Programming without the Eclipse IDE: As I have mentioned before, even if you don't have the Eclipse IDE (which you should get), you can still program the Edison. Here are a few ways you can do so. You can copy-paste the code from a text editor to the terminal (using PuTTY, mouse right-click is paste), or even write the code on the terminal. Additionally, you can use a program such as WinSCP to transfer a C file. Be careful with Windows files since lines end in a newline and a carriage return character, whereas on Linux, they end with only a newline character. The carriage return character will be displayed as ^M if you open the file with the text editor. Once the file is on the Edison file system somewhere, cd into that folder and compile it:

gcc -o <output name> <source file name>
eg: gcc -o mouse mouse.c

Then you can run it:
eg: ./mouse

I have attempted to make the code self-explanatory and provide sufficient background detail here for you to understand what's going on. By changing the code and type checks, you can extend this to other devices. Hopefully you'll find this useful! Let me know what you think!

Sunday, August 2, 2015

PIC32 Tic-Tac-Toe: Demonstration of using touch-screen, TFT and the Protothreads threading library

I had previously used the Adafruit TFT display using my library (ported from the Adafruit Arduino library). I decided to optimize the library to improve drawing speed. The same display I use comes with a 4-wire resistive touch-screen as well. I decided to write a simple library for the touch-screen and give Protothreads a try. To incorporate all this, I thought it would be cool if I used these to make a simple game. Tic-tac-toe came to mind as a fun little demo.

I'm sure everyone's familiar with the game so I won't explain the rules there. The touch-screen is simply two resistive sheets placed on top of each other on top of the TFT screen. When it is pressed down at a given place, the two sheets make contact and a voltage divider is formed. Using the IO's and the ADC, this voltage is read in the X and Y directions to register a touch.

Here is a very good pictorial depiction of the resistive touch screen (taken from the Atmel AVR341 document):

So in order to read the touch, the X+ and X- points are applied power, and one of Y+ or Y- is read to read the x-coordinate. Then Y+ and Y- are applied power and one of X+ or X- is read to read the y-coordinate. X+, X-, Y+ and Y- are connected to four GPIO pins on the PIC32 that are configured to outputs when driving the touch-screen and analog inputs when reading. Every time the IO pin switches state, a long delay is provided to allow the outputs to stabilize. Alternately, the ADC is significantly slowed down to negate effects of capacitive charging by high source impedance. The library is written in the form of a simple state machine cycling through its states every few milliseconds, decided by the application calling the library functions. In my application, I use 5 milliseconds.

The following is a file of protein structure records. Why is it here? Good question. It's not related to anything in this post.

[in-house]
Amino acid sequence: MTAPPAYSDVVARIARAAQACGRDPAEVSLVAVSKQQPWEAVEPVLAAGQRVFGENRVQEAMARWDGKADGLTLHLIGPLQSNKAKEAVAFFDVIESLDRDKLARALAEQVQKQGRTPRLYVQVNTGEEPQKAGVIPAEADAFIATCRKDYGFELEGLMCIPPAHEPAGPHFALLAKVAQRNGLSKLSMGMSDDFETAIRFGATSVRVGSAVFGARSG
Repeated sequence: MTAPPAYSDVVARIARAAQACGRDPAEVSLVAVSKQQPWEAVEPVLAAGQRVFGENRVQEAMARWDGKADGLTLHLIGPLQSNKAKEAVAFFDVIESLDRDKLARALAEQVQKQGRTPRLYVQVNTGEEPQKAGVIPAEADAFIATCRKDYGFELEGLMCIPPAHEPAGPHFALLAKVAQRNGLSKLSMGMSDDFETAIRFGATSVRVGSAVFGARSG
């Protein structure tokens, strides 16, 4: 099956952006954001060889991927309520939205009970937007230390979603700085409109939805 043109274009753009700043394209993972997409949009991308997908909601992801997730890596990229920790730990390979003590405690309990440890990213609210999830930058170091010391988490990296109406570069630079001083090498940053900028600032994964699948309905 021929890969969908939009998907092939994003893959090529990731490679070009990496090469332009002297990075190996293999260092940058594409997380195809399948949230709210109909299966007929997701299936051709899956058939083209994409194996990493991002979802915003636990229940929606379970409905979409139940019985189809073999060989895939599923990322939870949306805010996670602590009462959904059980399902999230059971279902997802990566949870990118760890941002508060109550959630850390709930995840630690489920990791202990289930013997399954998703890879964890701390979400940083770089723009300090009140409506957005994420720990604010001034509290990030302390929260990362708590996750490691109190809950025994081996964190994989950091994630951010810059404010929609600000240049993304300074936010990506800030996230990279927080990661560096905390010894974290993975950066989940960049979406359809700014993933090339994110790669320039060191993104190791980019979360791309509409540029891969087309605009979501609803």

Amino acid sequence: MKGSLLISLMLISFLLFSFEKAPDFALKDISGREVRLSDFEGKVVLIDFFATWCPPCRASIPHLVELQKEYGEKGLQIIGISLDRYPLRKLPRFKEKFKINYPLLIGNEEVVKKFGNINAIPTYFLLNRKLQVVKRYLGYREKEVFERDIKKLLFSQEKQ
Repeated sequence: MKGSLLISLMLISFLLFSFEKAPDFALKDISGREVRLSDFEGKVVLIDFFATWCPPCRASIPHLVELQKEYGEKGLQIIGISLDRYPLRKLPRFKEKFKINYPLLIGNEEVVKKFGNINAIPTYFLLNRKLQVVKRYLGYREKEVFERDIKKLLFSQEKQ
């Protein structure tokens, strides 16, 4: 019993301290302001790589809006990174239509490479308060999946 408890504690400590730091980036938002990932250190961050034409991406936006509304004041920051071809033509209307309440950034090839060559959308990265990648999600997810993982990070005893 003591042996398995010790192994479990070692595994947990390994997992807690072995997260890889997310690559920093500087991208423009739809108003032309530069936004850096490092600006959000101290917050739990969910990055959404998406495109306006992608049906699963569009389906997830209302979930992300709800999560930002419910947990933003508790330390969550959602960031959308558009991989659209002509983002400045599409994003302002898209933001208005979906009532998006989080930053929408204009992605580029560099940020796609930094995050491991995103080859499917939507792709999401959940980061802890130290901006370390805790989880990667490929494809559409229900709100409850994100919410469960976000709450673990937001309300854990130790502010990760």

To organize the game, I've made use of the Protothreads threading library. Protothreads is a very light-weight, stackless, threading library written entirely as C macros by Adam Dunkels. Bruce Land has ported Protothreads over for the PIC32. You can find more details on his excellent site:

There are two main executing threads, one is the main game thread and the other is a clock thread that keeps track of, and displays, time since the program was started. There is a third thread used to retrieve touch information. It is spawned by the main game thread when touch input is required. The main Protothreads functions (macros) I've made use of are:


Pin connections:

BL (backlight): I left it unconnected, but you can connect it to 3.3V for backlight.
SCK: connected to RB14 on the PIC
MISO: left unconnected, since I'm not reading anything from the screen
MOSI: connected to RB11 on the PIC
CS: connected to RB1 on the PIC
SDCS: left unconnected as I'm not using the microSD card for this
RST: connected to RB2 on the PIC
D/C: connected to RB0 on the PIC
X+: connected to RA4 on the PIC
X-: connected to RB13 on the PIC
Y+: connected to RB5 on the PIC
Y-: connected to RB15 on the PIC
VIN: connected to 3.3V supply
GND: connected to gnd

Here is a demo of the game:

Besides the game itself, you can see the running clock on the bottom left right above the players' scores. To the bottom right you can see a flickering circle that is either green or red, depending on if it's player 1 or 2's turn, respectively. Once the game is over, you have the option of playing another game while score is being tracked.

Here is a link to the MPLABX project with all required header and source files:

I have commented the code to make it fairly self-explanatory. If you have doubts or questions about anything, let me know and I'll add more detail. Let me know what you think!